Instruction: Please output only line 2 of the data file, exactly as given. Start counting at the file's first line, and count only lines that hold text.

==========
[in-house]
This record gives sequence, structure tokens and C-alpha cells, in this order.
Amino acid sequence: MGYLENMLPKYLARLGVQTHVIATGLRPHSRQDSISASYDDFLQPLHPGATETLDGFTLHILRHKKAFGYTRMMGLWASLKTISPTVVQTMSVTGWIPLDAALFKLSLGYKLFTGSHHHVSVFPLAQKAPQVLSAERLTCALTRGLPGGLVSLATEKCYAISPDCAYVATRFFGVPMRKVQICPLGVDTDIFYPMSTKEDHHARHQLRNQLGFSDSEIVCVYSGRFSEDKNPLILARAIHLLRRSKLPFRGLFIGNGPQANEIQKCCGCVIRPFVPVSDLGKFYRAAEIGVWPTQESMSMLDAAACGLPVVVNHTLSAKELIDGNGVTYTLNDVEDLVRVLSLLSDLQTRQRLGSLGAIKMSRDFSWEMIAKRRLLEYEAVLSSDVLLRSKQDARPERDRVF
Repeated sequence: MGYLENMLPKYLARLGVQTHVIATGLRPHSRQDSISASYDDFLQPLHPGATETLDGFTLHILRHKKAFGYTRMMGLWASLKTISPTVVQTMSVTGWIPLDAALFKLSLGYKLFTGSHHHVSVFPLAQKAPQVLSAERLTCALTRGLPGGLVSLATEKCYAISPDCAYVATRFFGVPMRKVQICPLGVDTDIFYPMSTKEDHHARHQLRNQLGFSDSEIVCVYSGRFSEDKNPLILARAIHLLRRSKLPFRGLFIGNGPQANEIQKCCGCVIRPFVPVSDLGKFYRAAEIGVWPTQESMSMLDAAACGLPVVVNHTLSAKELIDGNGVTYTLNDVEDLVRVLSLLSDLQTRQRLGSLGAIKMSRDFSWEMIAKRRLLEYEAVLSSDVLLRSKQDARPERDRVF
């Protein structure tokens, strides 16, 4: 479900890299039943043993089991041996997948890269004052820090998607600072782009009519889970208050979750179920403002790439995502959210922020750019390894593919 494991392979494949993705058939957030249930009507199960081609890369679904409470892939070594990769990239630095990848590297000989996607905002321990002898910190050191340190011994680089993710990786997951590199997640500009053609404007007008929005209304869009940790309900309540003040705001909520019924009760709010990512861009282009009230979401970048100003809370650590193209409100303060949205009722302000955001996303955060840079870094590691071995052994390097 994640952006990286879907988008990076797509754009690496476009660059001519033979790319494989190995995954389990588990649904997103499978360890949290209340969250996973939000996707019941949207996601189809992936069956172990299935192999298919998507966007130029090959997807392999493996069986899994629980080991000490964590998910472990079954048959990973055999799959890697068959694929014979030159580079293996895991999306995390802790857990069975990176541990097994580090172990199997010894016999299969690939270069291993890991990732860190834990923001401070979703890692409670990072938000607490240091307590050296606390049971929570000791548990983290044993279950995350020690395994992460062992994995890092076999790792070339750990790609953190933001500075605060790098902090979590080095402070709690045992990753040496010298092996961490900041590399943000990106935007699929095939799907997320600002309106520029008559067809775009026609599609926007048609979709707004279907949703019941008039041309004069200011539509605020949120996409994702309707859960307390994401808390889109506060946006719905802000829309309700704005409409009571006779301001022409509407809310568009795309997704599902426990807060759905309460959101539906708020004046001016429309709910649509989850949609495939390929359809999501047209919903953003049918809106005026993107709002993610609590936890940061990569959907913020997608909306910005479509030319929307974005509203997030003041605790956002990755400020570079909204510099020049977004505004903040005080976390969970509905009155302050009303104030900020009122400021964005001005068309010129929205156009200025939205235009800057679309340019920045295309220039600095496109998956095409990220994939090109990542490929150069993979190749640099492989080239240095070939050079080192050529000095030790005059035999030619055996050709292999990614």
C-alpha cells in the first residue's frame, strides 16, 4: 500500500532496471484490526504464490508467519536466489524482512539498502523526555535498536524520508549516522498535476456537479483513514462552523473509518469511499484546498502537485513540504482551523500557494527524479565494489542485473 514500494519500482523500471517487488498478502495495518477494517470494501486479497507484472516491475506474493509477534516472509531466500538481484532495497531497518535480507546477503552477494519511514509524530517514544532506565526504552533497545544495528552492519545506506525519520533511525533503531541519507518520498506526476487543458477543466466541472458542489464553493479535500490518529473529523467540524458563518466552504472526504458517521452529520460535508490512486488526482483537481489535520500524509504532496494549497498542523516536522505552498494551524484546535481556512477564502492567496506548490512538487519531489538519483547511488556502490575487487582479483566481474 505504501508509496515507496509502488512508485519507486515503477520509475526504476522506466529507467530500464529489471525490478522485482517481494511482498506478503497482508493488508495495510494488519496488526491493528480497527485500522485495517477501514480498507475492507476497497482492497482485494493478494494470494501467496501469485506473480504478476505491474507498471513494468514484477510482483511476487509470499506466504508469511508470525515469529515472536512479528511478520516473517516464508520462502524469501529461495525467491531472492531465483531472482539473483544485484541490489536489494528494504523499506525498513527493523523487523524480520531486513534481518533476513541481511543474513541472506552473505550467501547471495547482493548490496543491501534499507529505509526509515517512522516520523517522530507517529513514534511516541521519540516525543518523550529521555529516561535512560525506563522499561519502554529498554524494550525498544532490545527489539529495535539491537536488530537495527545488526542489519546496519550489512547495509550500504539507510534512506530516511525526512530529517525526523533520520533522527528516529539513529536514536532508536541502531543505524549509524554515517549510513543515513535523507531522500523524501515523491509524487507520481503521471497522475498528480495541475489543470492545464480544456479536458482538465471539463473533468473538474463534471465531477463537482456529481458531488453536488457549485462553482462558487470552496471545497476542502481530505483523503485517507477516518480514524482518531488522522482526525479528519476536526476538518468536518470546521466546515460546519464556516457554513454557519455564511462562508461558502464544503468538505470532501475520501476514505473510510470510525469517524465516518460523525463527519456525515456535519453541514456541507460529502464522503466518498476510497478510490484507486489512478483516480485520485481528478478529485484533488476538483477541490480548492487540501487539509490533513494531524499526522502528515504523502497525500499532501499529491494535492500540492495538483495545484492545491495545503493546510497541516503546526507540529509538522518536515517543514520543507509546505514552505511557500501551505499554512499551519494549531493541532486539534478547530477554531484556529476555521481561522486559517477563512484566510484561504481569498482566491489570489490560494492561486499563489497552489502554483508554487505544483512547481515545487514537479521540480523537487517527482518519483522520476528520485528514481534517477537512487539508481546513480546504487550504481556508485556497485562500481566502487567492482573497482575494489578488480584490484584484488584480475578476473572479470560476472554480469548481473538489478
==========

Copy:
This record gives sequence, structure tokens and C-alpha cells, in this order.